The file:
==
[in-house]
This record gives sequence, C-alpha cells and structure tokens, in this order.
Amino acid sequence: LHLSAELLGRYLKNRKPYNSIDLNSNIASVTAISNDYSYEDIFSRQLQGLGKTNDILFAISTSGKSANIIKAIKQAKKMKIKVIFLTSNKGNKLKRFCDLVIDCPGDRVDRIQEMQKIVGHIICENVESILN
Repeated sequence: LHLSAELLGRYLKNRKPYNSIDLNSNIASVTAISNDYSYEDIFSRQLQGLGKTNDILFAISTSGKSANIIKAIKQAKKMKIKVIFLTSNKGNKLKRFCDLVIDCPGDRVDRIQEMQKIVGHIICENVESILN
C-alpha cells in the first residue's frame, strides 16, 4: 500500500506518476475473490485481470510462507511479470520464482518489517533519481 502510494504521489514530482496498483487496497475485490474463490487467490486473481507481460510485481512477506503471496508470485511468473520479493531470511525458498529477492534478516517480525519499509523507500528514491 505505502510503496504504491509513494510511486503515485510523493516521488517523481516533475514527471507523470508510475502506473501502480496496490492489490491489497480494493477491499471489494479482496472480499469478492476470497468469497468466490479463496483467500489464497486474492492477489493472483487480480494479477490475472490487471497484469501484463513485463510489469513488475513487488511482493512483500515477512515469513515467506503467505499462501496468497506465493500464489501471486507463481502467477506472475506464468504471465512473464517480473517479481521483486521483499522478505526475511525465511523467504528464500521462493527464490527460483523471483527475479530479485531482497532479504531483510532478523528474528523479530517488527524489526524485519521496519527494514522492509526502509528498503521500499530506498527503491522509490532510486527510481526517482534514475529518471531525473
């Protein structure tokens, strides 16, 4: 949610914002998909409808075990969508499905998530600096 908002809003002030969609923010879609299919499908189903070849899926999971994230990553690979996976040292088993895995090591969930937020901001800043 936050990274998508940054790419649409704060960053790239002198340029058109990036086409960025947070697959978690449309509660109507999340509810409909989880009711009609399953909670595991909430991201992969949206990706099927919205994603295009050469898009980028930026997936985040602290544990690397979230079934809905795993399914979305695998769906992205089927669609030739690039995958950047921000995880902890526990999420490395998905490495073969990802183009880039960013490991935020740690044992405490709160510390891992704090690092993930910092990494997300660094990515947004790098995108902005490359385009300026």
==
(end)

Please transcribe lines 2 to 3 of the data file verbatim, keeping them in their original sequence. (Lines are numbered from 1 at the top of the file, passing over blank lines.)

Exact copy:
This record gives sequence, C-alpha cells and structure tokens, in this order.
Amino acid sequence: LHLSAELLGRYLKNRKPYNSIDLNSNIASVTAISNDYSYEDIFSRQLQGLGKTNDILFAISTSGKSANIIKAIKQAKKMKIKVIFLTSNKGNKLKRFCDLVIDCPGDRVDRIQEMQKIVGHIICENVESILN